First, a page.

It's not just the TV world that's eagerly awaiting the high-definition revolution -- both Microsoft and Sony are touting it as the reason to upgrade to their next-generation games hardware. And as the first commercial source of high-definition material, Microsoft's Xbox 360 is likely to drive as many flat-screen sales as Sky HD or Blu-ray.
The television range that Microsoft has chosen to show off the 360 is Samsung's 'LE' range, and this 40-inch model is the flagship product. As well as being fully high-definition ready, the television is nicely styled, has DNIe picture processing and features a PC input. Connectivity is comprehensive, although we could have done with another Scart, but the overriding impression is just what good value it is. At a time when plenty of people will be considering upgrading their TV for an HD model, the Samsung LE40R51B couldn't have arrived at a better time.
In terms of pure aesthetics, Samsung's LCD looks gorgeous. The most striking flourish is the speaker grille, which angles down to a point at the centre. It might not sound like much on paper, but it fits in with the minimalist design perfectly -- there are very few logos adorning the set and the power button has a small LED in the centre, similar to Loewe's Xelos A42 plasma. It's a shame that the remote control doesn't share this modern approach -- it looks like it's from a completely different production line. It's simple to use, but the plasticky finish and dull grey colour means it will be shunned in a modern living room.
In terms of connectivity, every single demand for high-definition and standard video needs has been met. Having said that, it would have been nice to see more RGB Scarts and component inputs -- there's only one of each to be found on the rear. For most users, the allocation should be enough, with a Sky or Freeview box going into the RGB Scart and a DVD player into component or ideally HDMI. If you upgrade to an HDMI DVD player (like Samsung's own DVD-HD850), you'll benefit from an all-digital picture and you'll have the component inputs spare for your PlayStation 2 or Xbox. Any other games consoles or camcorders will have to go in the composite or S-video inputs, which are unhelpfully also located on the rear, so there's no easy access on the front or side. Finally, there's a VGA input for use with a computer or media centre, although you can also use the HDMI input by buying a DVI adaptor.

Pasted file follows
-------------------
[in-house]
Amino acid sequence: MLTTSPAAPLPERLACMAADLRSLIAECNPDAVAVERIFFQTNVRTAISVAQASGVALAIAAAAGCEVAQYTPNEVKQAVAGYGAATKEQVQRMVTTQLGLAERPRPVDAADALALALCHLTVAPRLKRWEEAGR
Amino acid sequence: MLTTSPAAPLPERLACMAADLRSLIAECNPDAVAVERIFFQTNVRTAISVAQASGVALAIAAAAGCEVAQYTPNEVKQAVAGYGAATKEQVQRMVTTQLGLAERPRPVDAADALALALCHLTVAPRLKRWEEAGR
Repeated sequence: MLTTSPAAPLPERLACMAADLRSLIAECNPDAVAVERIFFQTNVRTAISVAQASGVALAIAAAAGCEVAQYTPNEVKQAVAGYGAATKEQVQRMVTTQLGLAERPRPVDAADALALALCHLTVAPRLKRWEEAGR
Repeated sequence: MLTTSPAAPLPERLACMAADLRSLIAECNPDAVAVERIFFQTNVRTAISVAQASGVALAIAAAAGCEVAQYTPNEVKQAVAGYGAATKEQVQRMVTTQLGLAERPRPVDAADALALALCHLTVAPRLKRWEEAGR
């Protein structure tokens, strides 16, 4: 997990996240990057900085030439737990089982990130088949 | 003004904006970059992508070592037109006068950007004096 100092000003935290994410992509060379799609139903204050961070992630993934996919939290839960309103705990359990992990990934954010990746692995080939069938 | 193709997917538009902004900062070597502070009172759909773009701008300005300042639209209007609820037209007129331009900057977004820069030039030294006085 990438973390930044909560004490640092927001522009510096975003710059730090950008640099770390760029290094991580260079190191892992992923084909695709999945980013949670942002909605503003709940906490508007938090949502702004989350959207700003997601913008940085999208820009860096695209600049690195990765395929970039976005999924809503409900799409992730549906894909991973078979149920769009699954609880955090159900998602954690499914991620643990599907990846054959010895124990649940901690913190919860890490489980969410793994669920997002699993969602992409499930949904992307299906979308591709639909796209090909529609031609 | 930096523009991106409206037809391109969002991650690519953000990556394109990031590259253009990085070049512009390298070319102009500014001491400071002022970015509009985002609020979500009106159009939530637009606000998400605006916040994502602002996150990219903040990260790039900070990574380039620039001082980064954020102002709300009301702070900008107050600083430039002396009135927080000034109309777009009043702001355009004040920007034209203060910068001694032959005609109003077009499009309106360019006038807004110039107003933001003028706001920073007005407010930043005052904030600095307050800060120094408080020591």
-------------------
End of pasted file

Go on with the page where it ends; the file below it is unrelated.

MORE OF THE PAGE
If you're planning to invest in a lot of new technology to handle high definition in the near future (and you'll have Xbox 360, PlayStation 3, Sky HD, Blu-ray and HD DVD to choose from by summer 2006 -- get the lowdown in our hi-def guide here) then you might run out of inputs. HDMI splitter boxes are already available, but they're expensive. Samsung's TV is very good value, so it can be forgiven somewhat for its stingy allocation, but Toshiba has taken the lead by including two HDMI inputs on its latest range of similar-sized LCDs. Helpfully, the Xbox 360 will support VGA, so if you're not using a PC then that will free up one input.
Noticeably, the TV lacks a Freeview tuner -- the 32-inch and 26-inch versions both have models available with a 'D' suffix at the end to denote their digital TV tuners. Samsung is due to add the upgraded 40-inch model later in the year -- expect a £60 premium, but essentially the same set otherwise. In the meantime though, you'll have to buy a separate box.
Budget televisions from Philips have cut costs by omitting internal picture processing, but Samsung's 40-inch LCD boasts the full suite of DNIe enhancements. Helpfully, (for us reviewers at least) there's a button on the remote to see side-by-side comparisons of the technology on and off. With DNIe enabled, improvements such as sharpness and contrast depth are very noticeable. We tested it with an old DVD transfer of Ronin (i.e. not the Special Edition), and it cleaned up the picture as well as boosting the contrast. Previous LCD owners will have noticed how LCD screens amplify the noise that is a negative effect of MPEG compression (and thus evident on DVD and digital TV), but DNIe makes a good stab at cleaning it up. The closer you are to the TV, the more noticeable it is, but DNIe is an excellent technology for reducing this. Sony Wega Engine LCDs are the best at reducing blockiness in our experience, but no matter what LCD panel you use, it simply makes you yearn for high definition even more.